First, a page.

Darron Cummings / AP; J. Scott Applewhite / AP

Anthem wants to take its twice-blocked merger with Cigna to the highest court in the land, announcing its plan to file a petition for a writ of certiorari with the Supreme Court, per Modern Healthcare.

Anthem's argument: The precedents relied upon by the lower courts that blocked the merger "must be updated to reflect the modern understanding of economics and consumer benefit." The D.C. Circuit court decision against the merger specifically cited the merger's "anticompetitive nature" for insurance participants.

Will it happen? It's a long shot — the Supreme Court only hears about 80 cases out of thousands. But Axios' Bob Herman noted this week that there was a dissenting judge in D.C. Circuit case. So if Anthem's arguments convinced that judge, they could get some traction with the Supreme Court.

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Pelosi "absolutely" would skip August recess to reach coronavirus stimulus deal

Speaker Nancy Pelosi (D-Calif.) told CNN on Tuesday she would "absolutely" be willing to forego the House's August recess to reach a deal for another relief package to help the country battle the health and economic crises caused by the coronavirus.

The big picture: Pelosi indicated the package would earmark money for coronavirus testing and contact tracing, as well as assistance for state and local governments whose budgets are in dire financial straits due to revenue shortfalls caused by the recession.

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The U.K. was the most-prepared country for a pandemic — until it wasn't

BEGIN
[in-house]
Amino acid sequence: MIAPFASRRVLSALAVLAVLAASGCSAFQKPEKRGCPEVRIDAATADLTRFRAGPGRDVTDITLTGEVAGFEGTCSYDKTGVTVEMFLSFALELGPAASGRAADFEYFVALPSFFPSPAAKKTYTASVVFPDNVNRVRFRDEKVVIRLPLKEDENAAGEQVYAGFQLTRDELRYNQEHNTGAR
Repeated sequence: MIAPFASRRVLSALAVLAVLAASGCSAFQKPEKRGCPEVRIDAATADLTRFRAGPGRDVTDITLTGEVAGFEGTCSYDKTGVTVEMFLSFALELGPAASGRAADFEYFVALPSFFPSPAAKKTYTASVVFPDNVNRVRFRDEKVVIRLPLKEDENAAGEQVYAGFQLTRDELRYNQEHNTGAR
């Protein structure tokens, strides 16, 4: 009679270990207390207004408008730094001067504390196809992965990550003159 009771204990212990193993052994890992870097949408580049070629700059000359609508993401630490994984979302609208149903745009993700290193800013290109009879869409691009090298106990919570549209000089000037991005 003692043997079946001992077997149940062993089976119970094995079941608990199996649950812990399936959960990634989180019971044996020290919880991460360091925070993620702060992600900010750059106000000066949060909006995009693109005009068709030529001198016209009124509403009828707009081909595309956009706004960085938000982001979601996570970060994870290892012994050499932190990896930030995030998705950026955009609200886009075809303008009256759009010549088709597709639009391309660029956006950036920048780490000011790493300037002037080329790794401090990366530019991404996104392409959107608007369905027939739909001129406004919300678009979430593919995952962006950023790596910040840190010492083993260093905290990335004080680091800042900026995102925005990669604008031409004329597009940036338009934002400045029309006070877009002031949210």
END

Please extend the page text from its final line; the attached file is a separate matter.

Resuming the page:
Photo: Julian Simmonds/WPA Pool/Getty Images

One country was easily the best-prepared in the world to respond quickly to and mitigate the spread of an epidemic, according to the 2019 Global Health Security Index: Great Britain.

Reality check: When the coronavirus struck, the U.K. had arguably one of the least effective responses among rich countries, despite decades of preparation for just such an event. Its death toll ranks behind only the U.S. and Brazil.

Competitors ready to pounce on TikTok bans

Illustration: Aïda Amer/Axios

Growing security and privacy concerns over Chinese-owned short-video app TikTok have given a lift to alternatives like Byte and Dubsmash, which have seen spikes in downloads from smartphone users recently, according to data from SensorTower.

Why it matters: If TikTok's meteoric rise in popularity among U.S. youth gets slowed by rising tensions with China, or ended by a threatened ban by the Trump administration, American teens will still have to get their hits of meme-laden video somewhere.